The debate on tax avoidance and other compliance issues at the party conferences This is the fifth of a short series of blog articles looking at what we know about the direction of tax policy following this year’s political party conference season. These are based on the extended version of an article by CIOT External Relations Manager George Crozier that appears in this month’s edition of Tax Adviser.
Both the Government and the Opposition announced measures to close anti-avoidance ‘loopholes’ while campaigners kept the pressure on politicians over tax havens and big companies not paying their ‘fair share’.
Still plenty of mileage in closing down ‘loopholes’
“Nothing is certain except death and taxes. And a conference announcement from Danny Alexander on tax avoidance”, is how the Chief Secretary trailed the now customary section of his Liberal Democrat conference address on ‘going after tax dodgers’. He claimed that, thanks to the Government’s efforts, by 2015 HMRC would be ‘clawing back an extra £10bn a year’.
There were three announcements on this front in Alexander’s speech:
1. “Closing the loophole that allows private equity shareholders to siphon money out of their firms while dodging the intended income tax”(Alexander claimed that the “vast majority” of private equity partners were exploiting loopholes that allow them to pay corporation tax of 22% on their earnings rather than 45% income tax; in a strong response, the BVCA disputed that this was a loophole; after the announcement there was a brief consultation on this proposal, which has now closed)
2. “Closing the loophole that allows partners in partnership firms to structure their staff arrangements so that they avoid paying the correct amount of income tax”
3. A new campaign targeting ‘the rogue minority of landlords’ who fail to pay the right tax due on the rents they receive (Alexander claimed there was £500m owed to HMRC)
Not to be outdone, Labour leader Ed Miliband announced at the start of his party conference that a Labour Government would scrap the ‘bedroom tax’ (a cut in housing benefit for social housing tenants deemed to have a spare bedroom) by “abolishing the shady schemes of tax loopholes for the privileged few which the Tories keep inventing.” Specifically these were:
1. “Tax cuts for hedge funds” (Labour would reinstate the stamp duty reserve tax charge, which the Government are planning to abolish. While Labour characterise this as a tax cut for hedge funds the Government argue that it affects pension funds more)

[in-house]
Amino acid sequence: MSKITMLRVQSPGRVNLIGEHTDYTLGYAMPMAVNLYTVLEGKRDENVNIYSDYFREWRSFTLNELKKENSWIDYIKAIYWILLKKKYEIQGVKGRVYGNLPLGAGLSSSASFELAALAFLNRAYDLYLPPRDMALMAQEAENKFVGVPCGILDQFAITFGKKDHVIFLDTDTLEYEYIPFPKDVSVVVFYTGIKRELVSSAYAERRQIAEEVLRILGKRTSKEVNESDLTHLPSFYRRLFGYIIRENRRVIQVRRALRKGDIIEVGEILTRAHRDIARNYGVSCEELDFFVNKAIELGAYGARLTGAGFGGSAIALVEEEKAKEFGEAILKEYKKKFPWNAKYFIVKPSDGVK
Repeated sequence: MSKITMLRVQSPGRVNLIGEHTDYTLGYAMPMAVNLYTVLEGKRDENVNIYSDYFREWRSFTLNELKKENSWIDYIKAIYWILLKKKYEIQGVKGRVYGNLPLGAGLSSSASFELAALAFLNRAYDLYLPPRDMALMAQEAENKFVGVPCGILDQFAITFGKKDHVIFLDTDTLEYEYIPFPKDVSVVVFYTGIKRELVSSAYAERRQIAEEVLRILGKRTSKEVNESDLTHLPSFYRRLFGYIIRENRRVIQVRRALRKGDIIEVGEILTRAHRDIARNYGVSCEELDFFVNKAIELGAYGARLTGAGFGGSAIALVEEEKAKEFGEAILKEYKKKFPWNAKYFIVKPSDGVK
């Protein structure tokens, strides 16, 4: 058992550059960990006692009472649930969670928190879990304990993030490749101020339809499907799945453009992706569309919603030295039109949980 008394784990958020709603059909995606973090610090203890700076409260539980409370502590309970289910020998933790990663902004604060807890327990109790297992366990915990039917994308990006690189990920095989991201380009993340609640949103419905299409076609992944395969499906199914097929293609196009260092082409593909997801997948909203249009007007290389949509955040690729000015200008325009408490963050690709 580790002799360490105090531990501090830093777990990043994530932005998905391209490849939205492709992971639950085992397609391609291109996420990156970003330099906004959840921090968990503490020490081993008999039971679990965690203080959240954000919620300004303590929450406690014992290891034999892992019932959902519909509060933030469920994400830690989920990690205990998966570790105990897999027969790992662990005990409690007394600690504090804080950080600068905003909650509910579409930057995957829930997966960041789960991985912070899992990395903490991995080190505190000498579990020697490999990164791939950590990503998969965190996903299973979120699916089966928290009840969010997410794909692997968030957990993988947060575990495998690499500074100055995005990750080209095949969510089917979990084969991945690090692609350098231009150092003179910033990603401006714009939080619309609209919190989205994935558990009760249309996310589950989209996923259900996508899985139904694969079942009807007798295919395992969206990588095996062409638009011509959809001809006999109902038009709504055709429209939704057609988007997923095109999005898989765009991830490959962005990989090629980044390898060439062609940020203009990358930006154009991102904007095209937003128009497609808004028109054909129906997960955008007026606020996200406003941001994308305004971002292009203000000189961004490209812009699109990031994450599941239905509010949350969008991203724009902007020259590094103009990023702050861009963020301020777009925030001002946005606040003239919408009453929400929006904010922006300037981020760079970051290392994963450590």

2. “The billion pound black hole created with a scheme for workers to sell their rights for shares” (that is, the Government scheme, which came into effect in September, which involves employees potentially giving up their statutory rights over unfair dismissal, redundancy and flexible working in order to get between £2,000 and £50,000 in shares as an "employee shareholder". If the shares are sold at a profit they will be exempt from capital gains tax)
3. “Tackling scams which cheat the taxpayer in construction” (specifically Labour plans to stop construction firms attempting to reduce their tax bills by falsely listing workers as self-employed. Accusing the current government of ignoring the issue Labour said that the starting point would be criteria proposed by the last Labour government whereby workers would be automatically deemed to be treated as employed for tax purposes if they met criteria that most people would regard as obvious signs that they were employees, rather than self-employed subcontractors)
Balance and transparency
Tax avoidance by multinationals continues to have a high profile on the conference circuit, largely the result of events organised by campaign groups such as ActionAid. Ministers and shadow ministers alike acknowledge that some companies have been unfairly pilloried for taking advantage of legitimate reliefs, but feel that others (unnamed) have deserved the flak they have taken. In terms of currently live issues, transparency is widely seen as key.
Exchequer Secretary David Gauke made this point at an event hosted by the Taxpayers’ Alliance. Challenged by a tax adviser that taking advantage of allowance should not be seen as a sin, the minister said it was unfortunate that some people failed to distinguish legitimate use of allowances from artificial, contrived behaviour. It was important that the debate becomes better balanced, and important that tax advisers contribute to that debate, he said.
Shadow Exchequer Secretary (now Shadow Economic Secretary) Catherine McKinnell made a similar point at the CIOT/IFS fringe meeting at Labour conference. McKinnell criticised some companies for ‘going to extraordinary lengths to avoid paying their taxes’ but said others under attack were making use of deliberate and legitimate reliefs. Others had been pilloried for not paying enough corporation tax when the reason for this was massive investments they were making. There was a need, she said, for balance and transparency in the debate. As a party Labour were undertaking a review on corporate tax. Transparency was key to this, for example through the proposal of country by country reporting.